Sussex Way, Holloway N7. Built 1870s.
A lot Holloway, N7, was built in the 1870s including the residential streets where I live. Façadism is in action here too but it's not so obvious; not so clearly defined. I reckon that less than 10% of the houses here will have interiors that resemble original 1870s floor plans. As I write this three houses a stone's throw away are being gutted and extended backwards and upwards – I expect bi-fold doors and pedestal kitchen units to arrive in the next few weeks.
In the case of Niclar House on Shoreditch High Street a bit of façadism would have been welcome.
Food for though eh.
That'll do.
Thanks for reading this.

14 August 2019

An attempt at cleaning

You are probably aware of the ongoing renovations in front of and around Highbury & Islington Station and the re-routing of the traffic around the roundabout (grunt).
The forecourt in front of the station was, so I was told, laid with the incorrect paving slabs and then re-done in nice textured [sandstone?].
But take a look at how it's being maintained. All that happens is a man in one of those mobile sweeping trucks makes a squiggly journey over the slabs and leaving a swirly dirty mess behind and the corners and edges are left untouched.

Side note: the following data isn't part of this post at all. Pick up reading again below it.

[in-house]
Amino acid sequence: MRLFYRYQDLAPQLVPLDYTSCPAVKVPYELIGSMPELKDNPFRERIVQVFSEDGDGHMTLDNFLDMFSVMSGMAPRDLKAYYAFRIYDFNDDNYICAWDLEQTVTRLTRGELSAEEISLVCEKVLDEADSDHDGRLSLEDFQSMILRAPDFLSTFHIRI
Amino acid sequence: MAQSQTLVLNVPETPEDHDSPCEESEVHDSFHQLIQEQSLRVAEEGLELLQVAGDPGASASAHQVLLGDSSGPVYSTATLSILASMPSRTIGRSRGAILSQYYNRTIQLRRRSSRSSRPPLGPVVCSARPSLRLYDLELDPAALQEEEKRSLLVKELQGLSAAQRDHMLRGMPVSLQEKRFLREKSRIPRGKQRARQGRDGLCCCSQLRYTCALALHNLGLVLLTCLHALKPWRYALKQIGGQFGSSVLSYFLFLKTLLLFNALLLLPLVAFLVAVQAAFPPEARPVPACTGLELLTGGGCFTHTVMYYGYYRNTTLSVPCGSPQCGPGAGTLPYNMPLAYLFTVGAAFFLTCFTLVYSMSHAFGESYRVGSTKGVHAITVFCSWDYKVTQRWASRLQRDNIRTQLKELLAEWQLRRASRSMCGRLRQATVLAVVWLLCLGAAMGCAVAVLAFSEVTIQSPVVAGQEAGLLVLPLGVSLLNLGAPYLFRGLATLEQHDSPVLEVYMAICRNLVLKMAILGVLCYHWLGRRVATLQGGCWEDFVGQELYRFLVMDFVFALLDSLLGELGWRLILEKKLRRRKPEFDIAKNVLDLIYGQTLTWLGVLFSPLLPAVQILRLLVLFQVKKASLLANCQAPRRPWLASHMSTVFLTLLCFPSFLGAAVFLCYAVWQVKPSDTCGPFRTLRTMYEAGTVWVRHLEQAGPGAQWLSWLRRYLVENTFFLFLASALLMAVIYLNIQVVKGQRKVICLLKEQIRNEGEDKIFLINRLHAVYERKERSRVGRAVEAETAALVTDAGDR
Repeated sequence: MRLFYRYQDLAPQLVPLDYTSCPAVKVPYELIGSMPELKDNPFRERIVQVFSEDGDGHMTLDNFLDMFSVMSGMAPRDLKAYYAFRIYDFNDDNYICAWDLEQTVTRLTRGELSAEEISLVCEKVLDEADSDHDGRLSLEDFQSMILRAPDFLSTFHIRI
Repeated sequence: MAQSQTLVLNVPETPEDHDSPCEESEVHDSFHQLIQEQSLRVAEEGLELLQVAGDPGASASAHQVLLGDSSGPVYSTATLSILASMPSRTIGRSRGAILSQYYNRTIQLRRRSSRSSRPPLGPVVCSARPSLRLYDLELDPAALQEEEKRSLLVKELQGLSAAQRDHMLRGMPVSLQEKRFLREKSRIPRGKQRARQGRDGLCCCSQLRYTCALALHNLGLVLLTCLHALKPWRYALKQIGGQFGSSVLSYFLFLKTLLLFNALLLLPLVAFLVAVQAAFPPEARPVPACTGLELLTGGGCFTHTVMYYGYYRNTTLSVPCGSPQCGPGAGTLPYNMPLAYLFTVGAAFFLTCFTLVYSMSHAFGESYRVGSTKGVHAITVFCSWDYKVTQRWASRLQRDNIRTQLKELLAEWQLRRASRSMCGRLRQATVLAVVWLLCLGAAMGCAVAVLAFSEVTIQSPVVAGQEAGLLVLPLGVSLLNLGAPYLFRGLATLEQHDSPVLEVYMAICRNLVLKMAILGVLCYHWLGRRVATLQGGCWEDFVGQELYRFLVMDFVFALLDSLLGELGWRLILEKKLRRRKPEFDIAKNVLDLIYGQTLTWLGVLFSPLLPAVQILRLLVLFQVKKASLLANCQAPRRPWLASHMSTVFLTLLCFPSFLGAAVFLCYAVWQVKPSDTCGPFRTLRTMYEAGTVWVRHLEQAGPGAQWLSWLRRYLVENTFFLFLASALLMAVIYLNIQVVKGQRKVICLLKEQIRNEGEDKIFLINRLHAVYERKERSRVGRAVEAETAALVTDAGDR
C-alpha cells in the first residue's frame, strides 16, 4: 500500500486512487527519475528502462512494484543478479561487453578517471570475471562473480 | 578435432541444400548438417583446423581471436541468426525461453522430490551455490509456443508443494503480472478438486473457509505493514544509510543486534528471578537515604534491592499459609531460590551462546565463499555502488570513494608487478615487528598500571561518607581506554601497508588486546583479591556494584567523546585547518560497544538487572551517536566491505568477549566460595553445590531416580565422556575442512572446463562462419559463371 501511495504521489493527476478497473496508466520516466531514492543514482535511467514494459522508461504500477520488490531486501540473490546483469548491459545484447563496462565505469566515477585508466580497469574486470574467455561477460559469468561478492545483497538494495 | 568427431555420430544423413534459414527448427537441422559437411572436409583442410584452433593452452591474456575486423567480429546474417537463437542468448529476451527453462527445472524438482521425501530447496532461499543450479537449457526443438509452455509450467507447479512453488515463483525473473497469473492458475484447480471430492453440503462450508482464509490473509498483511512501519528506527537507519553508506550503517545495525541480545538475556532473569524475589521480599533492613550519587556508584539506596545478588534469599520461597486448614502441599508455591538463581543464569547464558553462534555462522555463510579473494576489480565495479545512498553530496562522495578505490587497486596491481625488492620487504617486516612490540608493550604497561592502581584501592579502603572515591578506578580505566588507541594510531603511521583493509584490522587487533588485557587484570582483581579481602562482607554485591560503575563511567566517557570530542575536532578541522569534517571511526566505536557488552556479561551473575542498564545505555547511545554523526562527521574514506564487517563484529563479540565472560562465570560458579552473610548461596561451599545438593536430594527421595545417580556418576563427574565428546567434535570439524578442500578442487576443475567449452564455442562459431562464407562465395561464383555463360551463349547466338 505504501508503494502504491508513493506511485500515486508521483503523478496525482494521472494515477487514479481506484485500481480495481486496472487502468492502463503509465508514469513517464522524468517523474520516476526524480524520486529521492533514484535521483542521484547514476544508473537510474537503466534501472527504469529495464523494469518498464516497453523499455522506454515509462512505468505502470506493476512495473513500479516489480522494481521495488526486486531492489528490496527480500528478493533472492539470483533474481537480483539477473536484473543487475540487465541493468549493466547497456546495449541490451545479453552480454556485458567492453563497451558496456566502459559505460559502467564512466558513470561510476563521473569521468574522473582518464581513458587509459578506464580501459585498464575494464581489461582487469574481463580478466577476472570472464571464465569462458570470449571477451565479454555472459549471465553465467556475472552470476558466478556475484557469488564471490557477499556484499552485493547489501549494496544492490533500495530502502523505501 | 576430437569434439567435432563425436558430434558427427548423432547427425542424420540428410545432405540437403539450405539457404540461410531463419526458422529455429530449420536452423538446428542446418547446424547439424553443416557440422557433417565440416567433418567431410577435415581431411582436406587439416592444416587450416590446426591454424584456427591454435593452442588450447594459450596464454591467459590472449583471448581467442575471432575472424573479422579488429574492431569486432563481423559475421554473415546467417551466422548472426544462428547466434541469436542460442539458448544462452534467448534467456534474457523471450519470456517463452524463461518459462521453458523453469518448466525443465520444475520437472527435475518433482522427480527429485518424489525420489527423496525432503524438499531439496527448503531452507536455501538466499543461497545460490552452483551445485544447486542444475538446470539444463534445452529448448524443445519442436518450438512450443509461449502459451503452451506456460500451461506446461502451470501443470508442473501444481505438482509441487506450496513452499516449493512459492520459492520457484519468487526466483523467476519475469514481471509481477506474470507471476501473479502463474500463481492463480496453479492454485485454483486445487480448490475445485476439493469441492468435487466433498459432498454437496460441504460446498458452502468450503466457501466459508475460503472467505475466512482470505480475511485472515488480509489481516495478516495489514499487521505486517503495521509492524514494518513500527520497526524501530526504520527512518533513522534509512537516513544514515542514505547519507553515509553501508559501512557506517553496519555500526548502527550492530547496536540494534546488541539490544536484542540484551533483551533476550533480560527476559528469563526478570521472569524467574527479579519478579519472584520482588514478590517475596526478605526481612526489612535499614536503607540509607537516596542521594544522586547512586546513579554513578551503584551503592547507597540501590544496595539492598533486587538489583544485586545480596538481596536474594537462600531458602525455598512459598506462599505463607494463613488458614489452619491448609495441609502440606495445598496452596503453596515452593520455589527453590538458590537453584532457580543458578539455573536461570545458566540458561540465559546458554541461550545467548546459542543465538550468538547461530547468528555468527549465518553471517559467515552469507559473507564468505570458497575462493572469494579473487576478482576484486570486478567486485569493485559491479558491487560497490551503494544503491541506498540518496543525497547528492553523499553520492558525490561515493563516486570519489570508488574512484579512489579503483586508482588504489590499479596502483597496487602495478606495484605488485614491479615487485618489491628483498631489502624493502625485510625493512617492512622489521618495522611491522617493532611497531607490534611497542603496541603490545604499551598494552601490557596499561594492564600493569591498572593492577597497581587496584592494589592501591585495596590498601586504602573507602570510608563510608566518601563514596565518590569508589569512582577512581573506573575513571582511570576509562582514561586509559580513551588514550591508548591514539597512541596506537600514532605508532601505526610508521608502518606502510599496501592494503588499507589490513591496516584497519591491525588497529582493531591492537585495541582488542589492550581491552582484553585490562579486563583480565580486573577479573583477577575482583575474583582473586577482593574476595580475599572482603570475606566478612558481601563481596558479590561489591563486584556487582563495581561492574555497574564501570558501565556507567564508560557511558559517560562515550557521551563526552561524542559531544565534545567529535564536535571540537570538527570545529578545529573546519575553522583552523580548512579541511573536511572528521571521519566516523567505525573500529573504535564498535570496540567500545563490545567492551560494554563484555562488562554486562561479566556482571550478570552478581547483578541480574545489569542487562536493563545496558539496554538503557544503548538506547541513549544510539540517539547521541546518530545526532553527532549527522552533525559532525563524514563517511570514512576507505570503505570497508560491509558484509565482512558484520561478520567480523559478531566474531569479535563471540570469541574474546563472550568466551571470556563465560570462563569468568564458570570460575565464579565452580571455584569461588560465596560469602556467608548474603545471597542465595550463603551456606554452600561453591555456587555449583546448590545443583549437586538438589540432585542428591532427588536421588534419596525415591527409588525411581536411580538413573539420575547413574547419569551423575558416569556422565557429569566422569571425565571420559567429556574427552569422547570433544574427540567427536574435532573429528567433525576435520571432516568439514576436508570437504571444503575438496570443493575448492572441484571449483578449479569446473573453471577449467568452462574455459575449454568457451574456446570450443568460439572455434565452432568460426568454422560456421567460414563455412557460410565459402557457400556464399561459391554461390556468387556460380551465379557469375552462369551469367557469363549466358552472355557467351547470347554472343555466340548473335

See also the Jubilee Bridges

5 August 2019

A floating museum at City Road Basin, Sunday 1st September

The Angel Canal Festival takes place every year on the first Sunday of September around City Road Basin, Regents Canal, Islington (11am to 5pm). The event is always vibrant with plenty to see and do.
City Rd Basin, 1970s. Photo: Bernard James
If you have ever wondered about the history of the canal then this year you are in for a treat because this year there will be a floating exhibition on the Dutch barge Fiodra which will be moored along the towpath of the canal at the end of City Road Lock. On board there will be 'now and then' photos, stories and memories about working and living by the canal, old maps and plenty of info about the industries which once thrived here. A free booklet will be available from the stall alongside the barge.